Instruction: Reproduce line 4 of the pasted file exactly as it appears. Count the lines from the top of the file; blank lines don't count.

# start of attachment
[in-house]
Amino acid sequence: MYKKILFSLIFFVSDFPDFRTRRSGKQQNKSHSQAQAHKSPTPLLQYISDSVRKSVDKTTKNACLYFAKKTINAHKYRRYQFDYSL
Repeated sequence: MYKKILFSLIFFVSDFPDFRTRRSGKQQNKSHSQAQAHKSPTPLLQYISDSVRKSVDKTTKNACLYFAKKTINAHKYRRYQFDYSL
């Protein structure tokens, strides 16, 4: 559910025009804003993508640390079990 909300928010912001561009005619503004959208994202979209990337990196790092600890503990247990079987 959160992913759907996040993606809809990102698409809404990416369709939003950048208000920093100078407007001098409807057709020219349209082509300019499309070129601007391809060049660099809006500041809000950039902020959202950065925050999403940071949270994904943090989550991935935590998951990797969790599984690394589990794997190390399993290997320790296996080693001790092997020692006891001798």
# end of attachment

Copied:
């Protein structure tokens, strides 16, 4: 559910025009804003993508640390079990 909300928010912001561009005619503004959208994202979209990337990196790092600890503990247990079987 959160992913759907996040993606809809990102698409809404990416369709939003950048208000920093100078407007001098409807057709020219349209082509300019499309070129601007391809060049660099809006500041809000950039902020959202950065925050999403940071949270994904943090989550991935935590998951990797969790599984690394589990794997190390399993290997320790296996080693001790092997020692006891001798």